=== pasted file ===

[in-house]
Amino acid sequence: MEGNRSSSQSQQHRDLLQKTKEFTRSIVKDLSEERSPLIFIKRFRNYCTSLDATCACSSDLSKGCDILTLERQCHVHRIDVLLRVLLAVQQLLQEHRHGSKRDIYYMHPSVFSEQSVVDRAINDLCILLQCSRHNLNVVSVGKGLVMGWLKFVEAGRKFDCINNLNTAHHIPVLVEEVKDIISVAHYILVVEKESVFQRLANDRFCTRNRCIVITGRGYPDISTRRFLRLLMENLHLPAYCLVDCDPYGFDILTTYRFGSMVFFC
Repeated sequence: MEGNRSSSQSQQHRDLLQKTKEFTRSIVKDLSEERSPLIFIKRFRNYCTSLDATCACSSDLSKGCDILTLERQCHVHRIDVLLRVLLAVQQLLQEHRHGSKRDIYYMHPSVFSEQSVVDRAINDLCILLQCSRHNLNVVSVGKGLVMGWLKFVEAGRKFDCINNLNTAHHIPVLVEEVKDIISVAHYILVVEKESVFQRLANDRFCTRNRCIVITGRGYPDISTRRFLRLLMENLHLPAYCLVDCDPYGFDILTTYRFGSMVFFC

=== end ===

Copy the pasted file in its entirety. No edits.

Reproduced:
[in-house]
Amino acid sequence: MEGNRSSSQSQQHRDLLQKTKEFTRSIVKDLSEERSPLIFIKRFRNYCTSLDATCACSSDLSKGCDILTLERQCHVHRIDVLLRVLLAVQQLLQEHRHGSKRDIYYMHPSVFSEQSVVDRAINDLCILLQCSRHNLNVVSVGKGLVMGWLKFVEAGRKFDCINNLNTAHHIPVLVEEVKDIISVAHYILVVEKESVFQRLANDRFCTRNRCIVITGRGYPDISTRRFLRLLMENLHLPAYCLVDCDPYGFDILTTYRFGSMVFFC
Repeated sequence: MEGNRSSSQSQQHRDLLQKTKEFTRSIVKDLSEERSPLIFIKRFRNYCTSLDATCACSSDLSKGCDILTLERQCHVHRIDVLLRVLLAVQQLLQEHRHGSKRDIYYMHPSVFSEQSVVDRAINDLCILLQCSRHNLNVVSVGKGLVMGWLKFVEAGRKFDCINNLNTAHHIPVLVEEVKDIISVAHYILVVEKESVFQRLANDRFCTRNRCIVITGRGYPDISTRRFLRLLMENLHLPAYCLVDCDPYGFDILTTYRFGSMVFFC